The New York Times recently reported on an admonition made by one school administrator to fellow institutions—it happened to be a private high school, but could well have been a college:

He called for a dismantling of “this default understanding of Trinity as a credentialing factory,” warning that without it, students would merely ascend to “a comfortable perch atop a cognitive elite that is self-serving, callous and spiritually barren.” Without a shift in ethos toward greater commitments to the common good, toward social justice and activism, he said in the letter, “I am afraid we are, for a majority of our students, just a very, very expensive finishing school.... We’ve been talking about this for a long time, about infusing our program with a greater sense of redeeming purpose.”[1]

However, meeting that core responsibility to advance “a greater sense of redeeming purpose” now has to be done in the face of the realities of power and practices which are not only present but more challenging than ever—and admittedly loom more apparent as a threat than they were in “the Age of Aquarius.” Well-funded ideological enterprises are positioned to exert pressure. Public expectations reflect only utilitarian, capitalistic objectives for education; campuses are described in popular media as “hostile,” students are called snowflakes unable to address the realities the market offers them, and faculty are considered out of touch with modern society, easily replaced with cheaper labor and technology.

What is required of campuses is to both call out and to act—doing so in recognition of the risk of repercussions. The calling-out is not limited to alt-right repressive pressures; calling out limitations to free inquiry or efforts to prohibit the expression of reprehensible speech are equally necessary. As Jill Lepore wrote in the New Yorker,

“All speech is not equal. Some things are true; some things are not. Figuring out how to tell the difference is the work of the university, which rests on a commitment to freedom of inquiry, an unflinching search for truth and the fearless unmasking of error. But the university has obligations too, to freedom of speech, whose premise, however idealized, is that, in a battle between truth and error, truth in an open field will always win.”[2]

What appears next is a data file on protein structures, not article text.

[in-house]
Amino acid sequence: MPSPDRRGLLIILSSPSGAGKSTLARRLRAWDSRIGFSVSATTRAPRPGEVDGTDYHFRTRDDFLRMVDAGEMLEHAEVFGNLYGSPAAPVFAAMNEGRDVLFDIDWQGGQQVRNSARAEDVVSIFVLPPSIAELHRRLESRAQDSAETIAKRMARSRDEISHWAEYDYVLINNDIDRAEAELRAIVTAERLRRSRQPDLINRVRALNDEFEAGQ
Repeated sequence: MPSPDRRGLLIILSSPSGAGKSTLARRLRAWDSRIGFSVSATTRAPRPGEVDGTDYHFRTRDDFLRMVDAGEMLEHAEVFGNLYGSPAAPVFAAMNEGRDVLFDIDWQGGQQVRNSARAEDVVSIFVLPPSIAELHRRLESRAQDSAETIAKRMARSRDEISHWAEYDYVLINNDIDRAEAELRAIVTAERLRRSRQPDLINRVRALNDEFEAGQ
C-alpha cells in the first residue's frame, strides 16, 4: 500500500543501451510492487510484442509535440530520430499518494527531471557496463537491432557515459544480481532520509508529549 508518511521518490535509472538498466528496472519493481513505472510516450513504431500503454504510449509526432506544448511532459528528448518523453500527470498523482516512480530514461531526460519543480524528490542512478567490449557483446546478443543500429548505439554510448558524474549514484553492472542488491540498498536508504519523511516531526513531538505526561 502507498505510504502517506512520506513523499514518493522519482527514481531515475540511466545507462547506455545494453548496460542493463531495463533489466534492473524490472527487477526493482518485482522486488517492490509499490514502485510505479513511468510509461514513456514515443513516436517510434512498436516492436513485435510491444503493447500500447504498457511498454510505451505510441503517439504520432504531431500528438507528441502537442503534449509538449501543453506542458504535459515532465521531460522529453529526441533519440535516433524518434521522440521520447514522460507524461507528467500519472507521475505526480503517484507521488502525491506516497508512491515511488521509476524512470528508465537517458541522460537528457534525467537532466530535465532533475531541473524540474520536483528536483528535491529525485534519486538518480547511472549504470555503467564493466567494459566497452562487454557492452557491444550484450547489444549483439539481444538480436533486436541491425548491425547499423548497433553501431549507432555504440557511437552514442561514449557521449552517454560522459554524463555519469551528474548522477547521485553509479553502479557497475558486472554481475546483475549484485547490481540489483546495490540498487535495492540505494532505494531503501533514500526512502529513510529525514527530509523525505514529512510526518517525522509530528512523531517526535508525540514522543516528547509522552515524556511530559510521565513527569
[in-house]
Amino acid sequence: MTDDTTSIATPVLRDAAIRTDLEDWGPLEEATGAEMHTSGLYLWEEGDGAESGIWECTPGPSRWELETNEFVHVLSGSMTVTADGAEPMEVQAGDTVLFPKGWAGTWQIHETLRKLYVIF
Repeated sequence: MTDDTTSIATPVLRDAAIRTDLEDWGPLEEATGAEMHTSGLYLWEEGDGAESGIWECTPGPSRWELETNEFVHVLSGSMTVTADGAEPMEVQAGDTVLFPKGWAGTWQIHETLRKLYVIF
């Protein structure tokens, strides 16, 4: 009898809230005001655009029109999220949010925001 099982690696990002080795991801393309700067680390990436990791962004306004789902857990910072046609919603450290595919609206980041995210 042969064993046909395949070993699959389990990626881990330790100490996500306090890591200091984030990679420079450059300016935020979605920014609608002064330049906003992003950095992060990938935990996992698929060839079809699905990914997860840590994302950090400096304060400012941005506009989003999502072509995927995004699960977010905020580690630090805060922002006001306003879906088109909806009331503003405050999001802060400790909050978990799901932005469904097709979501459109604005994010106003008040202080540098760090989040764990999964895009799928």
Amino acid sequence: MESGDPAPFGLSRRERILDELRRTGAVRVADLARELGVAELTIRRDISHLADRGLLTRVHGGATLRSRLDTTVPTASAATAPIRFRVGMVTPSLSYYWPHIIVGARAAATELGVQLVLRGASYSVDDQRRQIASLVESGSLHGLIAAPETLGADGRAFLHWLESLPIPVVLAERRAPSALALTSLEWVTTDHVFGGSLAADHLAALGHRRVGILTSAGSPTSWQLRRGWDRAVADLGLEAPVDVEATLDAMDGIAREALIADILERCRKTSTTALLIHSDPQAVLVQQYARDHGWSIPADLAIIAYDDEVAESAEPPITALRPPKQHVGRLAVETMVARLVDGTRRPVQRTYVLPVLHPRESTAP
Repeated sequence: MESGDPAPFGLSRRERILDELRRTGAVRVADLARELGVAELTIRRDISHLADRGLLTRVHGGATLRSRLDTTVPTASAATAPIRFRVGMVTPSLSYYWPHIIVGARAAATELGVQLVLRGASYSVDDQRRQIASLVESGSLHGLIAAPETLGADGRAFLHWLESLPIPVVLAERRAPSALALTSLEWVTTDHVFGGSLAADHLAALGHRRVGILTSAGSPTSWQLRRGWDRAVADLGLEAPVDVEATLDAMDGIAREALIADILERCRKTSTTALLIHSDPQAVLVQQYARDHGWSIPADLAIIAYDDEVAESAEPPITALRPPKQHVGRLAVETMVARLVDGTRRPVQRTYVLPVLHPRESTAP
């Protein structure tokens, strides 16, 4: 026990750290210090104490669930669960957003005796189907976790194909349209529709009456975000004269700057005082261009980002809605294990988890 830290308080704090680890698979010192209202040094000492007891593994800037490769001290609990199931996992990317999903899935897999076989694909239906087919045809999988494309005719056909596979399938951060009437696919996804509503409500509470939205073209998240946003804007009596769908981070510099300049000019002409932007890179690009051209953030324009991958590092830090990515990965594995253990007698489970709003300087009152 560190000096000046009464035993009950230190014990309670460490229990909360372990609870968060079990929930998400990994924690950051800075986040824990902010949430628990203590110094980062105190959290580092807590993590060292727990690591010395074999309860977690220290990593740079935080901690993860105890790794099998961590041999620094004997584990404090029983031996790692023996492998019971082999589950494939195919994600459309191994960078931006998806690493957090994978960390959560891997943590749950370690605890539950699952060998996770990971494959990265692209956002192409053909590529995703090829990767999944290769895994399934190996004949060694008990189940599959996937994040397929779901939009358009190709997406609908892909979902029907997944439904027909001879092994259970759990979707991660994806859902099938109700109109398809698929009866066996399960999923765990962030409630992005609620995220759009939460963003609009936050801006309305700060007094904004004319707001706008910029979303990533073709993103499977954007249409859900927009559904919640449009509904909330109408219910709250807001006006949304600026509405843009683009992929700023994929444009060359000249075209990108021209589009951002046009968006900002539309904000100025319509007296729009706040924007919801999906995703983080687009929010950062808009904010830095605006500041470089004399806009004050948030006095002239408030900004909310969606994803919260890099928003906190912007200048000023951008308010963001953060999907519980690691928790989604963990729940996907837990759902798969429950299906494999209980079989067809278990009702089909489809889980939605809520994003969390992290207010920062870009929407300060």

Many institutions, including those hundreds of campuses of all types using BTtoP grant support to effect local change, know that to act in the face of restrictions and repercussions is more than voicing—it is the hard work of (1) giving attention to difference; (2) designing, implementing, and evaluating constructive strategies for change; (3) making the case for reason and evidence; and (4) struggling to alter expectations, all while (5) scurrying to locate the resources needed to develop rewards for altered practices.

Reflecting on a span of higher education experiences in my own life as a college professor, president, and now as the director of a higher education project, I am convinced that on our campuses fear should have no place—no fear in being apart from; no fear in being a part of; no fear of the powerful influences of ideological propaganda or pressure of scarce resources; no fear of the inertia of intransigence and the patience needed to work for change; and, as Justice Robert H. Jackson remarked from the Supreme Court bench in 1943 in his decision that requiring saluting the flag (or standing for the national anthem) is unconstitutional, “no fear that to be intellectually and spiritually diverse, even contrary, will disintegrate the social organization.”[3] And, we could add, nor will fearlessly championing the full purposes of higher education disintegrate or diminish its promise.

[1]  Ginia Bellafante, “Can Prep Schools Fight the Class War?,” New York Times, September 22, 2017,

[2]   Jill Lepore, “Flip-Flopping on Free Speech,” New Yorker, October 9, 2017,

[3]  West Virginia State Board of Education v Barnette, 319 U.S. 624 (1943).